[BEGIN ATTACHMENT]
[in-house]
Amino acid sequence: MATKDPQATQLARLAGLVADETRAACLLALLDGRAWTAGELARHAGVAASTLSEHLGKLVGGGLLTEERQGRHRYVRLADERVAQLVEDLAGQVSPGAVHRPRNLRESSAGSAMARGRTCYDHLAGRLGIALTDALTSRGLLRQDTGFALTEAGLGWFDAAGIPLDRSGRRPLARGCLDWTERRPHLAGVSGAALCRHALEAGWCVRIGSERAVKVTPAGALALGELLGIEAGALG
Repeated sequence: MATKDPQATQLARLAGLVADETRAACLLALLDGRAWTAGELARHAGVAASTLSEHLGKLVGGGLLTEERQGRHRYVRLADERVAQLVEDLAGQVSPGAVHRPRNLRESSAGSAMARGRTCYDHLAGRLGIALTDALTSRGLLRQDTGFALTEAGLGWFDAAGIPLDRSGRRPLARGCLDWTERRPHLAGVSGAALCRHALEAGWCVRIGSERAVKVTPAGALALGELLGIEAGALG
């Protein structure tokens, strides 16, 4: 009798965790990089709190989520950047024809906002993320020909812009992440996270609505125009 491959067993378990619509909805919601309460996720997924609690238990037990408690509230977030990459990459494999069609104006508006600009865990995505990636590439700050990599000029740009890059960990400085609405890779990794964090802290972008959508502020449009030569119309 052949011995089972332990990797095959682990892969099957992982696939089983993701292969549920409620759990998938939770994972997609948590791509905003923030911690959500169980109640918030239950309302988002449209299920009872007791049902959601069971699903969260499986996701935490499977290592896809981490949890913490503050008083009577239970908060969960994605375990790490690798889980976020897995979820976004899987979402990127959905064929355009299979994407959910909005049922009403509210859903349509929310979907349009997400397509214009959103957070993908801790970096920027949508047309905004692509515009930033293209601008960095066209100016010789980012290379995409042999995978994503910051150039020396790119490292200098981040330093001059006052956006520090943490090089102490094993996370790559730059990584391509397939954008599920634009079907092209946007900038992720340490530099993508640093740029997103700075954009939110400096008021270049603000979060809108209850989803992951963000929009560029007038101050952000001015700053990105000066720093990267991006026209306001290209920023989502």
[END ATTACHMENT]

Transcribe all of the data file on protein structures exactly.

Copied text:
[in-house]
Amino acid sequence: MATKDPQATQLARLAGLVADETRAACLLALLDGRAWTAGELARHAGVAASTLSEHLGKLVGGGLLTEERQGRHRYVRLADERVAQLVEDLAGQVSPGAVHRPRNLRESSAGSAMARGRTCYDHLAGRLGIALTDALTSRGLLRQDTGFALTEAGLGWFDAAGIPLDRSGRRPLARGCLDWTERRPHLAGVSGAALCRHALEAGWCVRIGSERAVKVTPAGALALGELLGIEAGALG
Repeated sequence: MATKDPQATQLARLAGLVADETRAACLLALLDGRAWTAGELARHAGVAASTLSEHLGKLVGGGLLTEERQGRHRYVRLADERVAQLVEDLAGQVSPGAVHRPRNLRESSAGSAMARGRTCYDHLAGRLGIALTDALTSRGLLRQDTGFALTEAGLGWFDAAGIPLDRSGRRPLARGCLDWTERRPHLAGVSGAALCRHALEAGWCVRIGSERAVKVTPAGALALGELLGIEAGALG
């Protein structure tokens, strides 16, 4: 009798965790990089709190989520950047024809906002993320020909812009992440996270609505125009 491959067993378990619509909805919601309460996720997924609690238990037990408690509230977030990459990459494999069609104006508006600009865990995505990636590439700050990599000029740009890059960990400085609405890779990794964090802290972008959508502020449009030569119309 052949011995089972332990990797095959682990892969099957992982696939089983993701292969549920409620759990998938939770994972997609948590791509905003923030911690959500169980109640918030239950309302988002449209299920009872007791049902959601069971699903969260499986996701935490499977290592896809981490949890913490503050008083009577239970908060969960994605375990790490690798889980976020897995979820976004899987979402990127959905064929355009299979994407959910909005049922009403509210859903349509929310979907349009997400397509214009959103957070993908801790970096920027949508047309905004692509515009930033293209601008960095066209100016010789980012290379995409042999995978994503910051150039020396790119490292200098981040330093001059006052956006520090943490090089102490094993996370790559730059990584391509397939954008599920634009079907092209946007900038992720340490530099993508640093740029997103700075954009939110400096008021270049603000979060809108209850989803992951963000929009560029007038101050952000001015700053990105000066720093990267991006026209306001290209920023989502």